The cell therapy treatment preparation is complex, yet the treatment can be safely administered to patients at a broad variety of treatment centers. “We are not just treating patients in a facility like Moffitt; we also are treating patients in sites that are not as large or may not have as much robust resources as Moffitt has,” said Sarnaik. “It allows the treatment to penetrate patient populations in relatively remote areas, so it does not require the patient to have to travel all the way to a place like Moffitt for treatment. The trial conclusively demonstrates that treatment can be administered at a broad, regionally diverse number of medical centers. The fact that the patients are not required to come to one centralized place also allows the treatment to permeate multiple different countries, not just in the United States or Canada, but also in Europe.”

Median Duration of Response is Encouraging

Another important consideration is the length of response to the drug being tested. “The average responding patient was followed for beyond one and a half years, and the median duration of response to lifileucel has not yet been reached. This is a treatment that is given only one time, and if a patient has a response, the effect of that treatment goes beyond a year and a half. So the fact that not just overall survival but also responses were lasting more than a year and a half is hopeful,” said Sarnaik about the clinical trial that is still ongoing.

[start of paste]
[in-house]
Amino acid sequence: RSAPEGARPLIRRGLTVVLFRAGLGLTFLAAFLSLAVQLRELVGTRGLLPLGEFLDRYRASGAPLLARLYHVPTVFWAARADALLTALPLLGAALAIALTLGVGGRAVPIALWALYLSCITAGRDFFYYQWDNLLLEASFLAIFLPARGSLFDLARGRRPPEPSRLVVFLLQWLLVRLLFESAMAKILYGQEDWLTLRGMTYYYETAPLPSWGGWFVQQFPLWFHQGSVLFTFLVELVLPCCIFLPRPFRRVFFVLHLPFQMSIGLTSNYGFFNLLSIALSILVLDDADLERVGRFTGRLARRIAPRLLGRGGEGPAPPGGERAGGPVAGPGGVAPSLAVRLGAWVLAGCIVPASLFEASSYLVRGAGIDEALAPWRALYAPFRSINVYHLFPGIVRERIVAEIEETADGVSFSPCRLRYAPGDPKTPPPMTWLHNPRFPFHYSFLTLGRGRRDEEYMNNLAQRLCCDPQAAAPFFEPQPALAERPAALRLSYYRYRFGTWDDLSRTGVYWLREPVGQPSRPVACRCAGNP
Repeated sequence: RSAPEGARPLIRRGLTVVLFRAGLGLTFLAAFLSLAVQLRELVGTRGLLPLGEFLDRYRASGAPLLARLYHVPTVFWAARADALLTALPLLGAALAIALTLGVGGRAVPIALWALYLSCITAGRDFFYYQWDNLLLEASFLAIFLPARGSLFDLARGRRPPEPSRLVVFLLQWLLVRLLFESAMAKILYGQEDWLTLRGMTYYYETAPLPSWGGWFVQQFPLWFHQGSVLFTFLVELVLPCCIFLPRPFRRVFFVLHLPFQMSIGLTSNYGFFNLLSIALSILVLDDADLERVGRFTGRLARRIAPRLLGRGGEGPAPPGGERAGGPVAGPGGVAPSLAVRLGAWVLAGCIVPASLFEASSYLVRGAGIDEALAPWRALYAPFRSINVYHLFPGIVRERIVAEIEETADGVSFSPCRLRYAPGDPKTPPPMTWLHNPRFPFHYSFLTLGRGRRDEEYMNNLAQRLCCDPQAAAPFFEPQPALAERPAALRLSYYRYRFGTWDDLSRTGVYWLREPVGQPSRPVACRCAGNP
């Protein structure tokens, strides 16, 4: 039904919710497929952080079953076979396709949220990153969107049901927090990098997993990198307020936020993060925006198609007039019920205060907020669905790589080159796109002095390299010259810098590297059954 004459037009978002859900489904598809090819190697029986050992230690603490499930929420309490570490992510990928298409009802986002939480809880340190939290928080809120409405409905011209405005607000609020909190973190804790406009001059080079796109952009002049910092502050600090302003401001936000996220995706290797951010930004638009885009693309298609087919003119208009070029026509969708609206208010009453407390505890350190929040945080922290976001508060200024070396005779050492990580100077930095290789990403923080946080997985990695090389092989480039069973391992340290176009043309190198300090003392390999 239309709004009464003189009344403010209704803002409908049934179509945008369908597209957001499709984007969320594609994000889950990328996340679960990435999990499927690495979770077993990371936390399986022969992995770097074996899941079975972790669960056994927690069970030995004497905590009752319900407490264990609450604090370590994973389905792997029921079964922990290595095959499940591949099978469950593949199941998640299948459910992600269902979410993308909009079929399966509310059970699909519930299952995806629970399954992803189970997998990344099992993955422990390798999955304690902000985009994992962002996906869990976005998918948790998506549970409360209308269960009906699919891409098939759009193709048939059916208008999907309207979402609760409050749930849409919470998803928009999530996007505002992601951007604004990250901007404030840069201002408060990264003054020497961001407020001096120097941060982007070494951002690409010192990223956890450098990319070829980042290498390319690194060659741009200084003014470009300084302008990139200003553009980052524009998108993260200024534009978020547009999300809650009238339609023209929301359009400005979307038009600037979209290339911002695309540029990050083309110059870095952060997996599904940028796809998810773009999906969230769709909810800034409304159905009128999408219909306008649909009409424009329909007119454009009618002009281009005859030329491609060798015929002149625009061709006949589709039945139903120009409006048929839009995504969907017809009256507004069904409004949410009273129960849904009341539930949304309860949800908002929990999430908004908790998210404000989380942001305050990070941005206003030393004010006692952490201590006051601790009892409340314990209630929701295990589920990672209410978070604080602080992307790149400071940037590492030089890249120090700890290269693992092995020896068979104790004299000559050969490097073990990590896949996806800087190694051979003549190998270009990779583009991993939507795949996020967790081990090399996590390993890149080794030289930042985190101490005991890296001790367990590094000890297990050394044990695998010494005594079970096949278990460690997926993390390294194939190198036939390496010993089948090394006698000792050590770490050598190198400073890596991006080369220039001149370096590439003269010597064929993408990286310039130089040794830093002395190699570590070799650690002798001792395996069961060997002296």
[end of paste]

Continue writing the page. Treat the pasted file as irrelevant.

To create the TILs, a portion of the patient’s tumor is removed and the immune cells embedded within the tumor are grown in a cell therapy facility. It is possible to artificially manipulate the laboratory conditions to allow these immune cells to grow to billions in number, and those immune cells are used as the treatment. “So it is a living product, derived from a patient’s own tumor. We are able to recruit these immune cells out of the tumor in a way that cannot be done inside the patients themselves but can be done in the lab,” said Sarnaik.

Moffitt researchers are leaders in advancing the field of TIL therapy. Final commercialization was done outside of Moffitt, and later cohorts of the trial involved administering TILs processed in a single, free-standing site in order to achieve the required validated manufacturing process. In early cohorts of the trial, some of the TILs used as the lifileucel infusions were processed at Moffitt’s cell therapy facility, which played an important role in terms of optimization, validation and advancement of this technology.